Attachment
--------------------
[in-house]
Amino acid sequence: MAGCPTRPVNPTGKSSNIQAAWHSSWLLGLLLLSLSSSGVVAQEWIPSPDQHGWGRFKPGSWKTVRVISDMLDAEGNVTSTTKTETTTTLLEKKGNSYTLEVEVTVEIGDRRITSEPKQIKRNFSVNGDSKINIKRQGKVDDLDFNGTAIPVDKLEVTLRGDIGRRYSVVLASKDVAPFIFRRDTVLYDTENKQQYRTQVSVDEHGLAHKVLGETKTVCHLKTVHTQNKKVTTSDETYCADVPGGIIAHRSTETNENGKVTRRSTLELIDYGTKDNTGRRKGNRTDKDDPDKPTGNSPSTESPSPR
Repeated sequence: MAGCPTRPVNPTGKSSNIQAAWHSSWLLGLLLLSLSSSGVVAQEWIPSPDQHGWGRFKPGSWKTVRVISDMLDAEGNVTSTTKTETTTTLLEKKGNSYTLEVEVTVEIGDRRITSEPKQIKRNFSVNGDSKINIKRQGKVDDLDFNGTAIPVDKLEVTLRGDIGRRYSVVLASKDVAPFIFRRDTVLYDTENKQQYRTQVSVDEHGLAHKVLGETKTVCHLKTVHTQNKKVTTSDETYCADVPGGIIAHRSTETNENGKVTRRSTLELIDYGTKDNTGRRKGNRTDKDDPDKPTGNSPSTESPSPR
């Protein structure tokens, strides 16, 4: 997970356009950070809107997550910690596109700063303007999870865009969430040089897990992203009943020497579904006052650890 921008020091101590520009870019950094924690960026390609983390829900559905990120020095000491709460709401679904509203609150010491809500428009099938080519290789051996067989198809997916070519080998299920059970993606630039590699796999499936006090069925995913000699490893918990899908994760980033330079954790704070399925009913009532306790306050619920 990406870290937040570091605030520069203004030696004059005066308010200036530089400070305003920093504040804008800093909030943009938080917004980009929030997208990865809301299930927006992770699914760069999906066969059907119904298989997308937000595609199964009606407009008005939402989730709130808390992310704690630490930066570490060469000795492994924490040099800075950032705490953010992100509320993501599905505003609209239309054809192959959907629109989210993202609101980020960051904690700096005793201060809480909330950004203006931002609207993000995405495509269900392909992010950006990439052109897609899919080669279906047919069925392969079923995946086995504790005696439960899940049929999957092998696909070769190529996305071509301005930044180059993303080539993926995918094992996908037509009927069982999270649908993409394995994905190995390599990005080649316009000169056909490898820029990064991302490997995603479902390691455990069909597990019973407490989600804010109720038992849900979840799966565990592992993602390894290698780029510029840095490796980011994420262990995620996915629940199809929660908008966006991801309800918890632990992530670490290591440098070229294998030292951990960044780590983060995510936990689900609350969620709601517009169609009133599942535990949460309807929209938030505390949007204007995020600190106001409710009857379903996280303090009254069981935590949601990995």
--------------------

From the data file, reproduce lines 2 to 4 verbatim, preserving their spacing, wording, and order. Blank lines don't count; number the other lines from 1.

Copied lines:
Amino acid sequence: MAGCPTRPVNPTGKSSNIQAAWHSSWLLGLLLLSLSSSGVVAQEWIPSPDQHGWGRFKPGSWKTVRVISDMLDAEGNVTSTTKTETTTTLLEKKGNSYTLEVEVTVEIGDRRITSEPKQIKRNFSVNGDSKINIKRQGKVDDLDFNGTAIPVDKLEVTLRGDIGRRYSVVLASKDVAPFIFRRDTVLYDTENKQQYRTQVSVDEHGLAHKVLGETKTVCHLKTVHTQNKKVTTSDETYCADVPGGIIAHRSTETNENGKVTRRSTLELIDYGTKDNTGRRKGNRTDKDDPDKPTGNSPSTESPSPR
Repeated sequence: MAGCPTRPVNPTGKSSNIQAAWHSSWLLGLLLLSLSSSGVVAQEWIPSPDQHGWGRFKPGSWKTVRVISDMLDAEGNVTSTTKTETTTTLLEKKGNSYTLEVEVTVEIGDRRITSEPKQIKRNFSVNGDSKINIKRQGKVDDLDFNGTAIPVDKLEVTLRGDIGRRYSVVLASKDVAPFIFRRDTVLYDTENKQQYRTQVSVDEHGLAHKVLGETKTVCHLKTVHTQNKKVTTSDETYCADVPGGIIAHRSTETNENGKVTRRSTLELIDYGTKDNTGRRKGNRTDKDDPDKPTGNSPSTESPSPR
């Protein structure tokens, strides 16, 4: 997970356009950070809107997550910690596109700063303007999870865009969430040089897990992203009943020497579904006052650890 921008020091101590520009870019950094924690960026390609983390829900559905990120020095000491709460709401679904509203609150010491809500428009099938080519290789051996067989198809997916070519080998299920059970993606630039590699796999499936006090069925995913000699490893918990899908994760980033330079954790704070399925009913009532306790306050619920 990406870290937040570091605030520069203004030696004059005066308010200036530089400070305003920093504040804008800093909030943009938080917004980009929030997208990865809301299930927006992770699914760069999906066969059907119904298989997308937000595609199964009606407009008005939402989730709130808390992310704690630490930066570490060469000795492994924490040099800075950032705490953010992100509320993501599905505003609209239309054809192959959907629109989210993202609101980020960051904690700096005793201060809480909330950004203006931002609207993000995405495509269900392909992010950006990439052109897609899919080669279906047919069925392969079923995946086995504790005696439960899940049929999957092998696909070769190529996305071509301005930044180059993303080539993926995918094992996908037509009927069982999270649908993409394995994905190995390599990005080649316009000169056909490898820029990064991302490997995603479902390691455990069909597990019973407490989600804010109720038992849900979840799966565990592992993602390894290698780029510029840095490796980011994420262990995620996915629940199809929660908008966006991801309800918890632990992530670490290591440098070229294998030292951990960044780590983060995510936990689900609350969620709601517009169609009133599942535990949460309807929209938030505390949007204007995020600190106001409710009857379903996280303090009254069981935590949601990995």